I’m back with another book review, and I’m opening up the month of May with “Norse Mythology” by Neil Gaiman! Here’s a summary so we know what it’s about:
“Neil Gaiman, long inspired by ancient mythology in creating the fantastical realms of his fiction, presents a bravura rendition of the Norse gods and their world from their origin though their upheaval in Ragnarok. In Norse Mythology, Gaiman stays true to the myths in envisioning the major Norse pantheon: Odin, the highest of the high, wise, daring, and cunning; Thor, Odin’s son, incredibly strong yet not the wisest of gods; and Loki, son of a giant, blood brother to Odin and a trickster and unsurpassable manipulator.
Gaiman fashions these primeval stories into a novelistic arc that begins with the genesis of the legendary nine worlds and delves into the exploits of deities, dwarfs, and giants. Through Gaiman’s deft and witty prose, these gods emerge with their fiercely competitive natures, their susceptibility to being duped and to duping others, and their tendency to let passion ignite their actions, making these long-ago myths breathe pungent life again.”
A quick disclaimer before I dive into the review: I have little knowledge of actual Norse mythology and so I never knew many of the original stories. I feel like this would be a bit more enjoyable to read had I known the original myths/stories beforehand, and so I’ll be rating this a bit easier with that in mind.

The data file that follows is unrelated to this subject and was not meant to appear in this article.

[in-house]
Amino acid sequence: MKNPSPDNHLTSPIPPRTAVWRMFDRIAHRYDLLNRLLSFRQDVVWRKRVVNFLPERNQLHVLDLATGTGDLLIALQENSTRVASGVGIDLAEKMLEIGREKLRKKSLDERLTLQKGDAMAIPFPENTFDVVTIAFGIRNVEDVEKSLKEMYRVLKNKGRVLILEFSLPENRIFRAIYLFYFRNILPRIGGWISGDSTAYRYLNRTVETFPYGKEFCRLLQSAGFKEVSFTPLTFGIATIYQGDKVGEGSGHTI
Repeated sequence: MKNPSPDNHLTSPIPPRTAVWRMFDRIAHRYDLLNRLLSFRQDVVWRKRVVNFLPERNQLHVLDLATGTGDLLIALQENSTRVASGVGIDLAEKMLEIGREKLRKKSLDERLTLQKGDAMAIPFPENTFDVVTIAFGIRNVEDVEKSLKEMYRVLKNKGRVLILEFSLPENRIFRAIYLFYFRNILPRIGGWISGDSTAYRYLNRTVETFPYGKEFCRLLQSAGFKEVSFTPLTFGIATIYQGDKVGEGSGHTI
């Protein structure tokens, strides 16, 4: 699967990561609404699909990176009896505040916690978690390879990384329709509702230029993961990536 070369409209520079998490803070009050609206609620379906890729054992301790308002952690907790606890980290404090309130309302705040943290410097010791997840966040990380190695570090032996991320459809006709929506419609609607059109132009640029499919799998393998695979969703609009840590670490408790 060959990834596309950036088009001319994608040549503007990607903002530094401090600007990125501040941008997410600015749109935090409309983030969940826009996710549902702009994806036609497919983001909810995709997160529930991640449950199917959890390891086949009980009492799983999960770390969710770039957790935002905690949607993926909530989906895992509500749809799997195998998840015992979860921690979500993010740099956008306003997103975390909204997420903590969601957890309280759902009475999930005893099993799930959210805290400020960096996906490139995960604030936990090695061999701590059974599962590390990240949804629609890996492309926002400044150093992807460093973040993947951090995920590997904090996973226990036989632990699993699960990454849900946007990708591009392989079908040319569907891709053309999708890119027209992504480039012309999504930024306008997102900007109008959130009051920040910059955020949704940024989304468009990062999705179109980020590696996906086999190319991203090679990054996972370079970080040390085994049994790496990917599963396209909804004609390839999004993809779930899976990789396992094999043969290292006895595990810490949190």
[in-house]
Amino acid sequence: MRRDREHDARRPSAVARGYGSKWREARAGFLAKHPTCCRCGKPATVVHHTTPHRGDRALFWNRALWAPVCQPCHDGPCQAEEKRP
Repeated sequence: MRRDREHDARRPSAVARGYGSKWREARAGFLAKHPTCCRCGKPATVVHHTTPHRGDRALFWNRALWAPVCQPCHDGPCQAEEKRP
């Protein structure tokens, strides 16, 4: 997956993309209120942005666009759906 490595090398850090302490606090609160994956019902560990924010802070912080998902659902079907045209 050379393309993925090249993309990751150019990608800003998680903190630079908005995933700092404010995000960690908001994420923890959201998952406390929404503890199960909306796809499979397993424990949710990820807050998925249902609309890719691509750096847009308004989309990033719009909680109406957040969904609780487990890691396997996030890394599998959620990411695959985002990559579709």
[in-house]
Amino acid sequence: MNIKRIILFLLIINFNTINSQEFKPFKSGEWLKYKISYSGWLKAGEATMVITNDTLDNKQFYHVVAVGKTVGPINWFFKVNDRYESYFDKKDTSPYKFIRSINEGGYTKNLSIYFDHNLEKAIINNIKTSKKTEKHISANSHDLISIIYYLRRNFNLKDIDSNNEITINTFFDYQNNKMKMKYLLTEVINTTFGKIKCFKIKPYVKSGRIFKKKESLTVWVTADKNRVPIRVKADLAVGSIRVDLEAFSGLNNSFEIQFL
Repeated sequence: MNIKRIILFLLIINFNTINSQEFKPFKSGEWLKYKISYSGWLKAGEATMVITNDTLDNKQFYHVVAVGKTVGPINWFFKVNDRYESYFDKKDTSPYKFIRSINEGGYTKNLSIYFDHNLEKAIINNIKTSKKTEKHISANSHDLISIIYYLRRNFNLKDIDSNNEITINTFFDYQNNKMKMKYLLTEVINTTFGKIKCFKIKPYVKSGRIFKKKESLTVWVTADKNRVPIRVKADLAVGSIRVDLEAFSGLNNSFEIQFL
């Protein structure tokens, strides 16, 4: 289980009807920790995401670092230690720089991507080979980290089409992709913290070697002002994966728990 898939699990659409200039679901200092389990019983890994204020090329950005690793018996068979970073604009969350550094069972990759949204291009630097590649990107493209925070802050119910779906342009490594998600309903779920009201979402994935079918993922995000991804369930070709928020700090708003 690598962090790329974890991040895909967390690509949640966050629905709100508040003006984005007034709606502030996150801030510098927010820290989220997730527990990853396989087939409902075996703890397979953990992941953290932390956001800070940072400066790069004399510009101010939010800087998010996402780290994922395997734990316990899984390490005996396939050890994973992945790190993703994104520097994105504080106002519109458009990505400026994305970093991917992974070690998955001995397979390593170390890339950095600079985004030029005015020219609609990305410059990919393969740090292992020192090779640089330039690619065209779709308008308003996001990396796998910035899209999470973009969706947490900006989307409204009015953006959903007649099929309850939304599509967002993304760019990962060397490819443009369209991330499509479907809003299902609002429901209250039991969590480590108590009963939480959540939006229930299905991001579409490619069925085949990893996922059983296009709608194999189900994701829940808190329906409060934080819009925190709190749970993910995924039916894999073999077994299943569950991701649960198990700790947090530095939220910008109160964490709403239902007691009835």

All of the retellings were understandable and interesting to read. I am familiar with a few of the stories, mainly the one involving Freya’s almost-wedding, and I thought they were retold quite well! I love how all of the gods were given their own personality and sharpness, but stayed true to how I’ve known of them depicted in the original myths. Freya and Freyr were two personal favourites of mine to read in the retellings, out of all the gods presented.
I’ve read books by Gaiman before (specifically “American Gods” and “Neverwhere”), and it’s clear his writing style really shows with how he uses the description and how he writes the dialogue. It helps refresh these myths into something new, and it especially helped with Freya’s almost-wedding. That particular story became my favourite to read out of all of the ones in the book as a result!
However, given how these are almost-literal retellings of the Norse myths, I imagine that they can feel a bit stagnant to read at times, especially if you don’t know the original very well. I feel like in order to properly enjoy this, you should at least have some grasp on who the Norse Gods are as well as the popular myths surrounding them before reading this. Thankfully, there is an index or glossary at the back of the book that gives us clear definitions of who is who and what worlds contain what, so that is really helpful to have on hand when reading!